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Tech Triumphs in the Federal Government

Successful Case Studies Prove Government Can Be a Leader in IT Best Practices

Pratap Chatterjee reports on a private workshop featuring senior government officials and industry representatives sharing examples of best practices in how the government buys and manages information technology.

The U.S. Department of Agriculture, or USDA, had 21 unique email systems as recently as three years ago. Today a “cloud computing” initiative allows 120,000 USDA staff and support contractors to share a single integrated email system that costs less than $8 a month per user—a cost savings of almost 40 percent over the old fragmented system. This success story was one of eight explored at a closed-door workshop on March 10, 2011, at the Center for American Progress. More than 120 senior government officials and IT industry representatives came together to share best practices and discuss how to scale them up across government. “When I arrived in government, one of the things I was astonished to find was that there was no place I could go if I was struggling in an area,” said keynote speaker Richard Spires, chief information officer for the Department of Homeland Security. “Where are those experts that have been identified across government that can help me? I got a lot of blank stares.” The workshop, convened by CAP to help U.S. Chief Information Officer Vivek Kundra implement his 25-point reform agenda for federal IT management, was designed to identify the hard-to-find expertise from success stories in overcoming government IT challenges. The federal government spends $80 billion on information technology each year. Much of this is spent on “legacy” systems that are now obsolete. But the case studies explored during the three-hour conference show that significant cost savings are possible if agencies share best practices: moving to cloud and light technologies, buying smarter, collapsing redundant layers of governance, and ramping up training of IT program managers.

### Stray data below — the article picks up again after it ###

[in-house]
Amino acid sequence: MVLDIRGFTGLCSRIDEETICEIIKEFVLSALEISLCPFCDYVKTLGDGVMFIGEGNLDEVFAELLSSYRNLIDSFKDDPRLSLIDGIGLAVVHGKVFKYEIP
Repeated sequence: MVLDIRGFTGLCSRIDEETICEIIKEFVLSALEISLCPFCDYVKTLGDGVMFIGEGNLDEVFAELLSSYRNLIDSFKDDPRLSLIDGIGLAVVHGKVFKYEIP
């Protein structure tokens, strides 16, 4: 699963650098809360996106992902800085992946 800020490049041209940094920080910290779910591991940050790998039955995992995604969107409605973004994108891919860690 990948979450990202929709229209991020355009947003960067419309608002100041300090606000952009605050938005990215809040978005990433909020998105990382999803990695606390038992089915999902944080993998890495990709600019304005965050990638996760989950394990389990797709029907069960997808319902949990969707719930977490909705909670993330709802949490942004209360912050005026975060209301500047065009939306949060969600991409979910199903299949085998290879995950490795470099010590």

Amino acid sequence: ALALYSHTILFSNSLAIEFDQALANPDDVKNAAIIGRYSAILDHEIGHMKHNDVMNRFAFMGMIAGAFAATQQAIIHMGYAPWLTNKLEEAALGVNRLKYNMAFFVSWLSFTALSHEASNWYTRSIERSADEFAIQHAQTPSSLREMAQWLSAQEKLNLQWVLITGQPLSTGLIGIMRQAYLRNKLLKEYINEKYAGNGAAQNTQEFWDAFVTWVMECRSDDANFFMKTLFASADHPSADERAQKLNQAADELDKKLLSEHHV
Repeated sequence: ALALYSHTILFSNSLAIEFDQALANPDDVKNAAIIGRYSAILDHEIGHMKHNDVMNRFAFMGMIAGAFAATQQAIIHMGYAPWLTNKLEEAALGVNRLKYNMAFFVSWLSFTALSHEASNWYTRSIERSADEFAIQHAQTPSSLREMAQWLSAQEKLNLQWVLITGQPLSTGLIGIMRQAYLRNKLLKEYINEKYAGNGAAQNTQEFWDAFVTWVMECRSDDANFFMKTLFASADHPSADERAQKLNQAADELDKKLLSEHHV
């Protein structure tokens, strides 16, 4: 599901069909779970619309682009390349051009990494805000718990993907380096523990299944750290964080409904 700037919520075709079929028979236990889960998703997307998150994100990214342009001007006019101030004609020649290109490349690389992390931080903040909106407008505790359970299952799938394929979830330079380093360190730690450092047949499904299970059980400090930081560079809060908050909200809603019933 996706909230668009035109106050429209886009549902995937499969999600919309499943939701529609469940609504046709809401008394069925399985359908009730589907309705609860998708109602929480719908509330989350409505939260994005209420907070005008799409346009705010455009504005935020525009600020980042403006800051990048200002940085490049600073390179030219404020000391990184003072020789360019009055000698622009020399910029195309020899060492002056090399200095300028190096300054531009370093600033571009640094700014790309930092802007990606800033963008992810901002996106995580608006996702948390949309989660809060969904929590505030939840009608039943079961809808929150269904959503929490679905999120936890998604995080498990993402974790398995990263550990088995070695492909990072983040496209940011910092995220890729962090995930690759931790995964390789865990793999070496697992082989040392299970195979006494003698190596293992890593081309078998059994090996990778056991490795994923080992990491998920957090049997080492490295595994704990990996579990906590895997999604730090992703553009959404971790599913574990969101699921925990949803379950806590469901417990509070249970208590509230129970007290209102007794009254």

Moving to the cloud

The push to consolidate IT purchasing and move to cloud computing, as in the Agriculture Department example, is expected to fundamentally shift federal spending in the next few years. Kundra estimates that the government should be spending $20 billion a year on cloud computing systems. Senior IT officials are already convinced this move will deliver multiple benefits for the taxpayer. Charles McClam, the deputy chief information officer for the Department of Agriculture, says the new cloud-based system is already saving the taxpayer millions of dollars. “In addition to these lower costs, the new solution gives USDA more control over managing email,” McClam said, “leading to a heightened security posture and better records management.”

Centralizing funding pools